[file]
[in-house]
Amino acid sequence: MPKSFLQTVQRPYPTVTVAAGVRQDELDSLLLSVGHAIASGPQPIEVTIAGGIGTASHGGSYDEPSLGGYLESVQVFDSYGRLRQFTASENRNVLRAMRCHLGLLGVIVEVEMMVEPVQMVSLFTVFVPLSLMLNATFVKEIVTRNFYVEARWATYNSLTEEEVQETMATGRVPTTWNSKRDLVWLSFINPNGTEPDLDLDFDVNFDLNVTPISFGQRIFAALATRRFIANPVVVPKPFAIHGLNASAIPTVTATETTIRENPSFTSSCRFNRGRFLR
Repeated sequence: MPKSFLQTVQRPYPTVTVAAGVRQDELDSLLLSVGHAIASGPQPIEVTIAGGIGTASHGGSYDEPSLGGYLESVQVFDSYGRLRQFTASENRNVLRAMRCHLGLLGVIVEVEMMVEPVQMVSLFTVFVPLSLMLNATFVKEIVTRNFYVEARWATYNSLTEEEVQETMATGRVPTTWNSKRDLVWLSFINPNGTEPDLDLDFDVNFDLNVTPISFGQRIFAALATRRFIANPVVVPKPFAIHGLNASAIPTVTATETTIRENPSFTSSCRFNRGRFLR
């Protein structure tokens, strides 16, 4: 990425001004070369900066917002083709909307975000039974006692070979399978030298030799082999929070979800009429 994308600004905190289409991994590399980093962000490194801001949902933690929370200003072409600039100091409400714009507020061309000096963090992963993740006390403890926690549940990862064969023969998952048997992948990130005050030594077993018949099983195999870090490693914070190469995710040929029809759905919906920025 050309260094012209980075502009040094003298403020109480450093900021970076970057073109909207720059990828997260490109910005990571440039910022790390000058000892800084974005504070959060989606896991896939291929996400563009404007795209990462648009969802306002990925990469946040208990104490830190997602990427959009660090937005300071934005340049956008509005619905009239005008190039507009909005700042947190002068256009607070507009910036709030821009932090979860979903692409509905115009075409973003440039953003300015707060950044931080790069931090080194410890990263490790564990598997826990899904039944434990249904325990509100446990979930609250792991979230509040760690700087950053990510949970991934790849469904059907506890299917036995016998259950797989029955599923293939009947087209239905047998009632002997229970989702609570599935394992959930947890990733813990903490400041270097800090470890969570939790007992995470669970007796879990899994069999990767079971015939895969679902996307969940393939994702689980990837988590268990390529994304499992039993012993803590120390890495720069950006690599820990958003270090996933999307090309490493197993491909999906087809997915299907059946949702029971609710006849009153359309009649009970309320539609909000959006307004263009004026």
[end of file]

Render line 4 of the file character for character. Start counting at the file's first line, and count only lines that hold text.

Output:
């Protein structure tokens, strides 16, 4: 990425001004070369900066917002083709909307975000039974006692070979399978030298030799082999929070979800009429 994308600004905190289409991994590399980093962000490194801001949902933690929370200003072409600039100091409400714009507020061309000096963090992963993740006390403890926690549940990862064969023969998952048997992948990130005050030594077993018949099983195999870090490693914070190469995710040929029809759905919906920025 050309260094012209980075502009040094003298403020109480450093900021970076970057073109909207720059990828997260490109910005990571440039910022790390000058000892800084974005504070959060989606896991896939291929996400563009404007795209990462648009969802306002990925990469946040208990104490830190997602990427959009660090937005300071934005340049956008509005619905009239005008190039507009909005700042947190002068256009607070507009910036709030821009932090979860979903692409509905115009075409973003440039953003300015707060950044931080790069931090080194410890990263490790564990598997826990899904039944434990249904325990509100446990979930609250792991979230509040760690700087950053990510949970991934790849469904059907506890299917036995016998259950797989029955599923293939009947087209239905047998009632002997229970989702609570599935394992959930947890990733813990903490400041270097800090470890969570939790007992995470669970007796879990899994069999990767079971015939895969679902996307969940393939994702689980990837988590268990390529994304499992039993012993803590120390890495720069950006690599820990958003270090996933999307090309490493197993491909999906087809997915299907059946949702029971609710006849009153359309009649009970309320539609909000959006307004263009004026």